When I heard earlier this year that they were coming out with a movie about Facebook, I frowned. I didn’t know why someone would want to sit for two hours and watch a movie about Facebook in the theaters and quickly discarded it as a bad move. Facebook is everywhere these days, I figured. It need not be at my local cinema too.
About a month ago, I saw the preview of the film using Kanye’s ‘Power’ as the musical backdrop and was suddenly intrigued. It wasn’t a movie about Facebook, but how it was created and tore two best friends apart. Seeing that this was the angle of the film and being I am a social media enthusiast, I was game.
So on Friday, me and my other half went to see the Facebook movie, ‘The Social Network’, which stars Jesse Eisenberg (as founder and creator Mark Zuckerberg), Andrew Garfield (as co-founder Edaurdo Saverin), and Justin Timberlake (as Napster co-founder Sean Parker). I wasn’t expecting a cinematic masterpiece and I was right. It wasn’t a masterpiece but pretty damn close.
The film begins with Harvard sophomore Zuckerman, upset with his ex girlfriend, starts a site called Face Mash which people can compare two girls and rate them on who is hotter. This site crashes Harvard’s servers and causes a stir on campus. Zuckerman is reprimanded for this stunt, but it was more fuel for his need to be accepted by his peers.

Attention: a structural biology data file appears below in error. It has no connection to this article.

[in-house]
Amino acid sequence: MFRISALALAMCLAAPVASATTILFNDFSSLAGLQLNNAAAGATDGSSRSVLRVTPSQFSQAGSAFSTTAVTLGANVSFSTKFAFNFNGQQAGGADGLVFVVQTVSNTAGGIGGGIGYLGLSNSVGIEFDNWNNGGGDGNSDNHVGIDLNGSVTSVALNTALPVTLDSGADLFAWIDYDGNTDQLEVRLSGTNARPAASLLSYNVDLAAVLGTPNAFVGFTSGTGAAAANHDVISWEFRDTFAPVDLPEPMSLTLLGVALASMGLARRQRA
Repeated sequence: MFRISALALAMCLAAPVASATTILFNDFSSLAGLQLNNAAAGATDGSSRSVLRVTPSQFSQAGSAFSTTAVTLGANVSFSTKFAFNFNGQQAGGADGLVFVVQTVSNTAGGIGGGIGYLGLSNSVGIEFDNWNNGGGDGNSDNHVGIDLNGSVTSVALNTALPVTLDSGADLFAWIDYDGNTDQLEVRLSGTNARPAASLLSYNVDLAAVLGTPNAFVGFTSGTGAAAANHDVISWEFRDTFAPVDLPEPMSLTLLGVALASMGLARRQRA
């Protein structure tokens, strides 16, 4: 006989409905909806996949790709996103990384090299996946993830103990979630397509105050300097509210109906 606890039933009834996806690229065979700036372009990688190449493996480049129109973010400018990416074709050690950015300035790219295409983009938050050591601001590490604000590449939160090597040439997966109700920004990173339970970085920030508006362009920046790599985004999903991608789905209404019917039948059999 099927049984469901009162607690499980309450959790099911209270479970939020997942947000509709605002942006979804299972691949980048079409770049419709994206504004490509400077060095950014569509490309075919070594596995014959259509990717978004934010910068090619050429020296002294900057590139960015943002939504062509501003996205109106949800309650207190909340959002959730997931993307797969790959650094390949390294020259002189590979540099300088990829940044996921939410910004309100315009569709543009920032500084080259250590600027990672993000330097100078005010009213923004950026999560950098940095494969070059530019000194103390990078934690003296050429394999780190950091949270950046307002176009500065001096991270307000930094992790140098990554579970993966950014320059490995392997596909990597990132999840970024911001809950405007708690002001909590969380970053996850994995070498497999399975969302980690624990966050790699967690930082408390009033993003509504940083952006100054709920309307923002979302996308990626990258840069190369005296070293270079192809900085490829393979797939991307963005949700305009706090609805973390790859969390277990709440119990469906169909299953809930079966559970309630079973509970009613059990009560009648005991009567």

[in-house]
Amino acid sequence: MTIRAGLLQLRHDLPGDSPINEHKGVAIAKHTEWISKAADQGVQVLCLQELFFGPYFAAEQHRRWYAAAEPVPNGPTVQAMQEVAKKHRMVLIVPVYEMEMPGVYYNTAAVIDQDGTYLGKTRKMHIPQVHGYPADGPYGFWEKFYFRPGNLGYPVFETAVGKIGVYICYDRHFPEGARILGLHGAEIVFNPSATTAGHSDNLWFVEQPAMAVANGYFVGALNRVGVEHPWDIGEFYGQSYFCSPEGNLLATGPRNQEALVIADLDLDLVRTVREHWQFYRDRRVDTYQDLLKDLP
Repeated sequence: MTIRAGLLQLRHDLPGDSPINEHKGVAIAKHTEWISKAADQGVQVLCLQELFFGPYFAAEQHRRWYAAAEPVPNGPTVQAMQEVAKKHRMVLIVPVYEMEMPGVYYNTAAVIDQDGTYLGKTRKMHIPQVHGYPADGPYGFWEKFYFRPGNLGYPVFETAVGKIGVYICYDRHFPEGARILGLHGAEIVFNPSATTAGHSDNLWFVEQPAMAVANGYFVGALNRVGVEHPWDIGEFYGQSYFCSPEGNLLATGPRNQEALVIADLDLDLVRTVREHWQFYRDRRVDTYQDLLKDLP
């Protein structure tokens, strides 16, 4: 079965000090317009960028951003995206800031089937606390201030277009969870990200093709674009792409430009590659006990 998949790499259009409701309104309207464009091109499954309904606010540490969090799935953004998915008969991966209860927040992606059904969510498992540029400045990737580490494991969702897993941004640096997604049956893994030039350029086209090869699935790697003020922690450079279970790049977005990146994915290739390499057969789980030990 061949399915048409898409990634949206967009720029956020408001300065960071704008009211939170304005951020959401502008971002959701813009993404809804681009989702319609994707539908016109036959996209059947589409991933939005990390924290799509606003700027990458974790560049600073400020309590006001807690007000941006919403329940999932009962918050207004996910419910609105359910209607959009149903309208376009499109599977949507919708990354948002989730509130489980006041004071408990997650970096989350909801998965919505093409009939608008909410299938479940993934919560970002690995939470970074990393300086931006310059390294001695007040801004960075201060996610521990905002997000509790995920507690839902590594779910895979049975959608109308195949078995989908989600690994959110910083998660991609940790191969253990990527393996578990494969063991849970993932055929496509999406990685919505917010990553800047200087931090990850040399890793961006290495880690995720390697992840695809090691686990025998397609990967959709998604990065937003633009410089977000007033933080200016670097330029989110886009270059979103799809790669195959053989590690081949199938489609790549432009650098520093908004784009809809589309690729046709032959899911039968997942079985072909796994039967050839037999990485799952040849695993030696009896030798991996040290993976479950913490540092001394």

He becomes a big man on campus.
After meeting with row team champions, the Wonder-twins Tyler and Cameron Winklevoss and another partner on starting a new site called the Harvard Connection that was meant to be exclusive to Harvard email addresses, Zuckerman devises a plan to launch his own site also exclusive to Harvard students. Called TheFacebook, Zuckerman takes the initial idea of the twins Winklevoss and runs with it. it becomes an immediate sensation.
Dodging law suits from Winklevoss and then later, his best friend, who was the original financier of Facebook, Eduardo Saverin, Zuckerman feels he is being fed to the wolves. It was his programming, his coding, and his implementation of the website that made its mark, and he spends the movie defending his actions.
You come off feeling somewhat sorry for this billionaire who used his site to gain acceptance. If only he could be cool enough to get into the exclusive clubs on campus, then he could belong.
Zuckerman also relies heavily on Napster co-founder, Sean Parker, for advice and his tips are invaluable. He teams Zuckerman with his first investor, Pay Pal founder Peter Thiel, and tells Zuckerman to change the name from The Facebook to simply, Facebook. Parker later must leave Facebook after being busted for cocaine possession.
The actors are incredible. You come off liking Zuckerman even though he is a smart mouthed rich guy with anti social tendencies. Justin Timberlake hits the ball out of the park in this role and you forget he brought sexy back four short years ago. His pop career isn’t apparent on screen.
Go see ‘The Social Network’. I was intrigued throughout the whole movie and it has made me appreciate those who have big ideas and make them happen, even under suspect circumstances.
‘The Social Network’ is directed by David Fincher and adapted from the novel The Accidental Billionaires by Ben Mezrich.
Have you seen ‘The Social Network’?